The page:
tique hyalomma
Expert assessment
1 min

Possible emergence of Crimean-Congo haemorrhagic fever in France

Ticks of the genus Hyalomma, which have been observed in the south of France for several years, could potentially spread throughout metropolitan France as a result of climate change. These ticks can transmit Crimean-Congo haemorrhagic fever (CCHF), among other diseases. No indigenous cases have been detected in humans in France, but cases are recorded every year in Spain. In its scientific expert appraisal, ANSES confirms the risk of emergence and calls for the nationwide surveillance of these ticks.

Ticks that carry the Crimean-Congo haemorrhagic fever virus 

Native to Africa and Asia and introduced mainly by migratory birds from Africa, Hyalomma ticks have been present in Corsica for several decades and along the Mediterranean coast since 2015. Three species of ticks in the genus Hyalomma have been found in France.

These ticks act as vectors for numerous pathogens. In particular, they transmit the parasite responsible for equine piroplasmosis and the Crimean-Congo haemorrhagic fever (CCHF) virus. In humans, Crimean-Congo fever is generally limited to a flu-like illness with digestive problems. In some cases, however, it can worsen and lead to a haemorrhagic syndrome, with a mortality rate of up to 30% in some countries.

Climate change is causing these ticks to spread

Although Hyalomma ticks are present in certain regions of metropolitan France, no human cases of contamination by the CCHF virus have been observed in the country to date. However, around 10 indigenous human cases of CCHF have been reported in Spain since 2013, some of which resulted in the death of the patient. Moreover, in France, antibodies specific to the CCHF virus have been found in domestic and wild animals, suggesting that these animals were exposed on French soil.

Although no human cases have yet been detected, there is a possible risk of CCHF emerging in France. This emergence is made all the more likely by the fact that the geographical area in which these ticks are established is expected to expand due to the ongoing climate change. This is because Hyalomma ticks like dry climates and warm periods. That is why, in France, they are more likely to be found in the maquis and garrigue scrublands around the Mediterranean basin, unlike other ticks, which tend to be found in forests.

Elsa Quillery
coordinator of the scientific expert appraisal

Organising the nationwide surveillance of these ticks

ANSES is calling for the implementation of a nationwide surveillance scheme for ticks of the genus Hyalomma as part of vector control measures. This scheme should prioritise the following:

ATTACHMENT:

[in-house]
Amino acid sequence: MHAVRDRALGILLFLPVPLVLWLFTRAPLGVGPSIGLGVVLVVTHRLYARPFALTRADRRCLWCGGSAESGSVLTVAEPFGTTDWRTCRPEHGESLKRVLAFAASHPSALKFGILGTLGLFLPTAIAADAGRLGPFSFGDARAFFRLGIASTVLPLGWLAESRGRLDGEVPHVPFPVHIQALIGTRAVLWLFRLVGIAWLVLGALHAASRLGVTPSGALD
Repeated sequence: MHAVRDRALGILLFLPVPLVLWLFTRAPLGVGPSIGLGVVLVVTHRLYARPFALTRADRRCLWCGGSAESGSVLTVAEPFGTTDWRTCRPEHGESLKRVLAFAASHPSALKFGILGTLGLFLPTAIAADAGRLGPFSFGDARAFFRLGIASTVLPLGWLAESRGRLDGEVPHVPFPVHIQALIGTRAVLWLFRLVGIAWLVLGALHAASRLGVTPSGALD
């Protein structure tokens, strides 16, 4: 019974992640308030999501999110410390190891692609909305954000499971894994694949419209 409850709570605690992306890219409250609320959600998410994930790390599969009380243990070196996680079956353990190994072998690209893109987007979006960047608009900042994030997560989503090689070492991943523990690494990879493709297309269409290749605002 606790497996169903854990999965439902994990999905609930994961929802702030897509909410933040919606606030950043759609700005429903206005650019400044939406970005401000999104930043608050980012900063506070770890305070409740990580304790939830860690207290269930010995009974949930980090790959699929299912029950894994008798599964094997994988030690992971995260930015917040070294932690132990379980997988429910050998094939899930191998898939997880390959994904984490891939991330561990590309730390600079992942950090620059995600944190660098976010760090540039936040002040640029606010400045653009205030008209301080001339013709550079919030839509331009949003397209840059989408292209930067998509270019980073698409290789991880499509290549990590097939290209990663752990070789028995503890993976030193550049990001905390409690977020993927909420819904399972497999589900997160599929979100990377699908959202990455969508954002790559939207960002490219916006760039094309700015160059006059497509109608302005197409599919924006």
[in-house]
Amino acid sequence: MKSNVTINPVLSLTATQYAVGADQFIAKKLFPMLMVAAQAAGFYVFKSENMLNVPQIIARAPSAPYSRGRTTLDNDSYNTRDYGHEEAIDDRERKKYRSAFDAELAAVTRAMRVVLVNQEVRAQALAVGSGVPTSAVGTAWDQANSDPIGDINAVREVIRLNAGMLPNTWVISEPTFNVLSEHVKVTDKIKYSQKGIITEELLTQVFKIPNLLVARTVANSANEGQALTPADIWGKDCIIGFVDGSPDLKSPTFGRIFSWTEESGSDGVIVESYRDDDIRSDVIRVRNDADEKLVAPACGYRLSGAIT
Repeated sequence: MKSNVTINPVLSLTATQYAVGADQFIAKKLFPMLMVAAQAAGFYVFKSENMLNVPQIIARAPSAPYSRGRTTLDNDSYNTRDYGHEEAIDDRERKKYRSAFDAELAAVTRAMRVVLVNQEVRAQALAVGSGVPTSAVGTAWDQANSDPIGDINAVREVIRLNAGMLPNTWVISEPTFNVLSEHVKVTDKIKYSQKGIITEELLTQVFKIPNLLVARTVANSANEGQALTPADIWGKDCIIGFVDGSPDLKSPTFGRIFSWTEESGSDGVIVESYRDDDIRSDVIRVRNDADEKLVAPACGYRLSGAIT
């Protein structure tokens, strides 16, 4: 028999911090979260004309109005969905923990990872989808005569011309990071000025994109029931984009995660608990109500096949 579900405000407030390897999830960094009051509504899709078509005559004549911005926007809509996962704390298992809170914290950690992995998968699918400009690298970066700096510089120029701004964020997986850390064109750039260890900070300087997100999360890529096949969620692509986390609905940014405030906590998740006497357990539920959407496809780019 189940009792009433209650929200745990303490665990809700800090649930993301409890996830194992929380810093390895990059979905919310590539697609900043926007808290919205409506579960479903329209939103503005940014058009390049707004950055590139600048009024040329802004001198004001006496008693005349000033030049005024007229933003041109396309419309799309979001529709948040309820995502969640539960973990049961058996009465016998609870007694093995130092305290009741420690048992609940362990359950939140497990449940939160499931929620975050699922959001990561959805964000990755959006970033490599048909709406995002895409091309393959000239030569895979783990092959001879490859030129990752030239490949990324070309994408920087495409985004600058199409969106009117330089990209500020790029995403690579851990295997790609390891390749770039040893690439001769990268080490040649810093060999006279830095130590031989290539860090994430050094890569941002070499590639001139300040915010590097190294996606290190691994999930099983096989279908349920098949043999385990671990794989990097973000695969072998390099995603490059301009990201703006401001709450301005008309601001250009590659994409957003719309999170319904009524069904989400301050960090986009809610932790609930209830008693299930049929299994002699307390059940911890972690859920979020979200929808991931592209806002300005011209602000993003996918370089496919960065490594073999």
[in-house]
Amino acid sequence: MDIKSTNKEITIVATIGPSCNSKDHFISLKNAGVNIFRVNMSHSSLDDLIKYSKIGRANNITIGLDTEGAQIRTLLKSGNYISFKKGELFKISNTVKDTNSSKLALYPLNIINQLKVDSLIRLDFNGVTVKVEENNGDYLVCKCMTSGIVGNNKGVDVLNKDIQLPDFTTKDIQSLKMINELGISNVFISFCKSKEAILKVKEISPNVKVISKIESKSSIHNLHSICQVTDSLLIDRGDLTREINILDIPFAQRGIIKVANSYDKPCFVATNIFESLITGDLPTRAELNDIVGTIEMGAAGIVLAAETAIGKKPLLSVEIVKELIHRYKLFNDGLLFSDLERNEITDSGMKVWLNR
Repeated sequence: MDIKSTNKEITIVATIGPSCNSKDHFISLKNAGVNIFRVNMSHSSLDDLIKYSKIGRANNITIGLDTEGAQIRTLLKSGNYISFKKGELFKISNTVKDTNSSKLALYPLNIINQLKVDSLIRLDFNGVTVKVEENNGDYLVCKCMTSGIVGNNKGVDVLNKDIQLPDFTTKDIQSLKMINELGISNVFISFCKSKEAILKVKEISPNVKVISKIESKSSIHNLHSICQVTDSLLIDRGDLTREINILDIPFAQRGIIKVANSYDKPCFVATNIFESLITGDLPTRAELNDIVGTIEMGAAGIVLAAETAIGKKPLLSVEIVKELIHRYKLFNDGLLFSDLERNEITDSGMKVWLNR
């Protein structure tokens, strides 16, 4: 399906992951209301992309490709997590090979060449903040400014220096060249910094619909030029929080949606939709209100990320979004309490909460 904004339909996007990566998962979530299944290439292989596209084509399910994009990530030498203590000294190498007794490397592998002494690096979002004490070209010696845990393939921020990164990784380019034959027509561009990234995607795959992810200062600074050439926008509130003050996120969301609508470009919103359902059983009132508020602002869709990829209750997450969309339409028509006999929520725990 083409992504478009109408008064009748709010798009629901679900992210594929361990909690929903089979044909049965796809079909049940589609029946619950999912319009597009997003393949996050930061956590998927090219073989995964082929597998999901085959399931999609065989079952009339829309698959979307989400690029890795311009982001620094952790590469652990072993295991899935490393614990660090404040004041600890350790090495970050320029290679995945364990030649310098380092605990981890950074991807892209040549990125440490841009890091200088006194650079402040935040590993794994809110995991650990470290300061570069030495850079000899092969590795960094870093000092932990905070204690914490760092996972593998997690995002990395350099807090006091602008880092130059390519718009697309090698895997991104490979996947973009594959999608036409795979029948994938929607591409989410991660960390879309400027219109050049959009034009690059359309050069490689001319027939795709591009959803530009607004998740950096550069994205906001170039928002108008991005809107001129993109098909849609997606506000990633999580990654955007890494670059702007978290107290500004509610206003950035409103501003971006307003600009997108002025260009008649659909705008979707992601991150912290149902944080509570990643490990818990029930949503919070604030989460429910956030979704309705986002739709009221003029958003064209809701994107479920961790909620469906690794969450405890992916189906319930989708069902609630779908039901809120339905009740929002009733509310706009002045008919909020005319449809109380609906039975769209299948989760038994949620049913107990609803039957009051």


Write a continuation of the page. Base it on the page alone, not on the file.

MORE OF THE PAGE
• the geographical areas identified as being the most at risk,
  • the development of tools to detect early on the presence of Hyalomma ticks and the circulation of the pathogens they transmit, in particular the CCHF virus and parasites such as Theileria.

The aim of this surveillance is to be able to adopt risk prevention and management measures as the situation evolves, including awareness-raising for healthcare professionals who may be required to identify indigenous human cases.

 “Unlike for mosquitoes, there is no national surveillance scheme for ticks, even though they transmit serious diseases such as CCHF, Lyme disease, and tick-borne encephalitis. To best prepare for the potential emergence of the CCHF virus on French soil, it is essential to step up the surveillance of the ticks already in France and those arriving from countries where the virus is currently circulating. These introductions can occur when a Hyalomma tick is attached to a migratory bird, or to an imported horse or cow, for example” adds Elsa Quillery.

Such surveillance should be based on participatory science initiatives such as the CiTIQUE programme, which was created as part of the plan to control tick-borne diseases and could be extended to include Hyalomma ticks. 

Developing research into Hyalomma ticks and the CCHF virus

The Agency also stresses the need to launch research programmes to better understand the factors that influence the epidemiology and spatio-temporal dynamics of Hyalomma ticks and the CCHF virus. New knowledge is also needed in order to identify new antiviral compounds for this virus and develop a vaccine.

How can tick bites be prevented?


Hyalomma and Ixodes ricinus (the vector of Lyme disease) tick bites and the diseases they transmit can be prevented by taking the following steps:

  • when walking in the countryside, wear closed shoes, avoid exposed skin and wear light-coloured clothing (to more easily spot ticks on the surface of the fabric),
  • avoid walking through long grass, bushes and low branches and keep to signposted paths, 
  • if necessary, use skin repellents with marketing authorisation (MA), but make sure you follow the recommendations for use,
  • when you return from a walk in woodlands, macquis or garrigue scrubland or even from your own garden, check your skin – especially the folds – and your scalp for ticks, 
  • if you are bitten, remove the attached ticks immediately using a tick remover, fine tweezers or, failing that, your nails, and then disinfect the wound, 
  • monitor the bite area for several days and see your doctor if symptoms (redness, fever, etc.) develop.